Oakton: What a Year,
What a School
This has been a sad, sobering and sensational year at Oakton School. As a community of students, teachers, administrators, and families, we’ve seen the darkest of times and moved through them toward brightness and hope.
Without question, the death of our fifth-grader Aquan Lewis was an unspeakably tragic and unbearable occurrence. Together, we cried and mourned his young life. Together, we tried to support his family in their darkest hours. And today, many still live with nagging questions about exactly how and why and what if.
Yet the professional, sophisticated and sensitive support provided by the administration and community to individuals, classes, teachers and families was superb. None had ever been in that exact crisis before, yet the timely, seamless response helped with the healing, and allowed us to move forward as a school community.
Shortly after, when we gathered for our annual For the Love of Oakton fundraiser, we were delighted by the outpouring from the whole Evanston community. Friends and families, neighbors and colleagues made their way into our building to witness the bounty of Oakton and a great enthusiasm to slowly and respectfully rebuild our diverse institution: the Afro-Centric Curriculum (ACC), Two-Way Immersion (TWI) program, and General Education classes.
All of our students have access to a wide-range of extra-curricular activities, such as before-school chess, tai chi, and yoga; and after-school intramurals, drum corps and choir.
We celebrated TV Tune Out Week for five consecutive evenings with Bingo in Spanish and English, make-your-own-books night with our devoted librarian and kick-ball with our principal.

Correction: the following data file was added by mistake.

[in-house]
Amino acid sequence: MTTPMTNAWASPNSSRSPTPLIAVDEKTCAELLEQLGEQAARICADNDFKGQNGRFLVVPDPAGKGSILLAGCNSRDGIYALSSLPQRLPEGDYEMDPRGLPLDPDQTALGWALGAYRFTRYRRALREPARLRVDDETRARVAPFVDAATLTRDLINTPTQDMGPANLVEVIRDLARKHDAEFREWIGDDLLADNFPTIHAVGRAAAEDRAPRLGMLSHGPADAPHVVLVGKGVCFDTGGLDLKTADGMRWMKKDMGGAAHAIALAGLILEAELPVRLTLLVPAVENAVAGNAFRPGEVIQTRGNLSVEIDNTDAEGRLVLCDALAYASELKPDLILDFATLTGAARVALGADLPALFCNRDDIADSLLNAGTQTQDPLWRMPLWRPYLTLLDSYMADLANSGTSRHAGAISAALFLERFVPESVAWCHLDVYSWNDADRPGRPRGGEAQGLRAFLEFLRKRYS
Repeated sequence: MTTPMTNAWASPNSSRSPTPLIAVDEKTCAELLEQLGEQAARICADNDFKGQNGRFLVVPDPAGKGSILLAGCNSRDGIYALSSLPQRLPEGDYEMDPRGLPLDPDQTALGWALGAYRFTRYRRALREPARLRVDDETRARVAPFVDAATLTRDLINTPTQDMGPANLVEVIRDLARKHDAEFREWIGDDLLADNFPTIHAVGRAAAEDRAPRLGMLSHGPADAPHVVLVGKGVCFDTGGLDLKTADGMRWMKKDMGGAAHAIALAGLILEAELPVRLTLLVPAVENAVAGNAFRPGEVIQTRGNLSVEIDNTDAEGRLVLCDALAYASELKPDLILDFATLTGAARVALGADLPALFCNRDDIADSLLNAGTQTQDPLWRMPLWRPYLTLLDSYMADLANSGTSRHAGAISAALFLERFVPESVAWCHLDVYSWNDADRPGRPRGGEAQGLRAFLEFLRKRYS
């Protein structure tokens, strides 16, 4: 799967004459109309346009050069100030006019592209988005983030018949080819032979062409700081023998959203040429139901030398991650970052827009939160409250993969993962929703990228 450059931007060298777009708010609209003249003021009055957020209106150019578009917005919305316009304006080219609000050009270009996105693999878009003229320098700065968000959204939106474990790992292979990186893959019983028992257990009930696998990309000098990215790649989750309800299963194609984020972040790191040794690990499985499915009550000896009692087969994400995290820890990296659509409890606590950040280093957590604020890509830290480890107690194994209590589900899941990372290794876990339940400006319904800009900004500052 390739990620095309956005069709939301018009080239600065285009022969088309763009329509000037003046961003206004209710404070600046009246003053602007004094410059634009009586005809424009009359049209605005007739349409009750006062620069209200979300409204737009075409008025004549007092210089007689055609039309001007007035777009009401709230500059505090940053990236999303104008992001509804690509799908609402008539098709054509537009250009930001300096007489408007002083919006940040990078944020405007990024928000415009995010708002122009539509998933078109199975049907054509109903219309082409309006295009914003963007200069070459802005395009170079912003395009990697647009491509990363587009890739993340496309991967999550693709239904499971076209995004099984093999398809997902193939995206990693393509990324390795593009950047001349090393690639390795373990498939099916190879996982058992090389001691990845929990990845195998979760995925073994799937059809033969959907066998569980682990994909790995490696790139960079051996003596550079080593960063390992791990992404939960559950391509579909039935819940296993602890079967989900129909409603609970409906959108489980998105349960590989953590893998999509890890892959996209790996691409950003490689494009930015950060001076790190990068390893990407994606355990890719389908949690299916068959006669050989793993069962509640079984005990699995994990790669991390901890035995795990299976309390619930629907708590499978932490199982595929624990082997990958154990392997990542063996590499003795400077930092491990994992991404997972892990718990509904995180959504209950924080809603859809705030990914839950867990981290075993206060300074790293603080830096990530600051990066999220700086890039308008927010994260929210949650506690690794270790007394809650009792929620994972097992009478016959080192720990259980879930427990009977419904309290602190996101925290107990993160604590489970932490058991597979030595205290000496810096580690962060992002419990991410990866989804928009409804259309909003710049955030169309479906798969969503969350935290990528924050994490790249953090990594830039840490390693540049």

Our Cinco de Mayo celebration was wonderfully attended, and all participating families shared cultural delicacie.
Our fine arts night boasted a building fully decorated with impressive student artwork. And our artist-in-residence program inspired every student with improvised movement, writing and performance.
Just when we thought we were nearing the end, our PTA surprised staff with an extreme- makeover of our teachers’ lounge, complete with new furniture, appliances and artwork.
This year, we designed our own Oakton School note cards, crafted from the magnificent self-portraits drawn by our fourth-graders and offered for sale throughout town. Our annual science night showcased some of the most innovative experiments ever. And last month’s Oakton Fun Fair, with pony rides, games and carnival booths, was the most successful in school history.
We recently planted our own edible garden, when, again, everyone came together to make what was already lovely even more beautiful. At Oakton the symbolic nature of planting as the year draws towards a close keeps us together and hopeful as a community.
We moved through the darkness, but look forward to new growth and a promise of a better tomorrow. We owe a debt of gratitude to all who have made this such a monumental year at Oakton School: our prized principal, caring custodians, tremendous teachers, successful students, fantastic families, and perpetually program-filled PTA. Alone, none of us could have so gracefully survived the hardships and transformed them into a banner year of support and success.
Together we made it through the darkest of times and all look eagerly forward to see how our garden will grow next year, and long into the future.
‘Litigious Parents’ or Litigious School District?
I am writing about the report on special services that was recently submitted to the District 65 School Board by Dr. Cassandra Cole. In her report, Dr. Cole said some parents would rather litigate than work with the District to solve problems. I believe this is a mischaracterization and unfair to the parents of special needs children in Evanston schools.
When my son, Willie, was in a special services classroom at Lincolnwood School, my husband and I attended many, many meetings with his classroom teacher, the social worker, the principal, a District psychologist, the speech therapist, the LD resource teacher and other professionals.